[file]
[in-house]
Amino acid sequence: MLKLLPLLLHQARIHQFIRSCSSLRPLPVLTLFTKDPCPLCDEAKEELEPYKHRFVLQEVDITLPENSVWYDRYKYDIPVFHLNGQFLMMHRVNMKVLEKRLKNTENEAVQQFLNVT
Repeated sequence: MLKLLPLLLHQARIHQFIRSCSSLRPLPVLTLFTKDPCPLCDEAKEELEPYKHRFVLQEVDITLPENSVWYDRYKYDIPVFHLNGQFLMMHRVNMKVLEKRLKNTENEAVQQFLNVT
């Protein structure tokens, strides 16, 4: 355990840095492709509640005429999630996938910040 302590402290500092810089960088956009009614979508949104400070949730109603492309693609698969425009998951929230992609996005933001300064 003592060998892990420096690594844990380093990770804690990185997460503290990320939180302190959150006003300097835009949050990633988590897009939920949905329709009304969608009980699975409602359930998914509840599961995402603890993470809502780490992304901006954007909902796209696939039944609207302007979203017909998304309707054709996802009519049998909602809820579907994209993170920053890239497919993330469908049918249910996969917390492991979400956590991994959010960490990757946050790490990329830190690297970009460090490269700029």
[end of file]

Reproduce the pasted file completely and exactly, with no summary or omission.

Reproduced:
[in-house]
Amino acid sequence: MLKLLPLLLHQARIHQFIRSCSSLRPLPVLTLFTKDPCPLCDEAKEELEPYKHRFVLQEVDITLPENSVWYDRYKYDIPVFHLNGQFLMMHRVNMKVLEKRLKNTENEAVQQFLNVT
Repeated sequence: MLKLLPLLLHQARIHQFIRSCSSLRPLPVLTLFTKDPCPLCDEAKEELEPYKHRFVLQEVDITLPENSVWYDRYKYDIPVFHLNGQFLMMHRVNMKVLEKRLKNTENEAVQQFLNVT
């Protein structure tokens, strides 16, 4: 355990840095492709509640005429999630996938910040 302590402290500092810089960088956009009614979508949104400070949730109603492309693609698969425009998951929230992609996005933001300064 003592060998892990420096690594844990380093990770804690990185997460503290990320939180302190959150006003300097835009949050990633988590897009939920949905329709009304969608009980699975409602359930998914509840599961995402603890993470809502780490992304901006954007909902796209696939039944609207302007979203017909998304309707054709996802009519049998909602809820579907994209993170920053890239497919993330469908049918249910996969917390492991979400956590991994959010960490990757946050790490990329830190690297970009460090490269700029």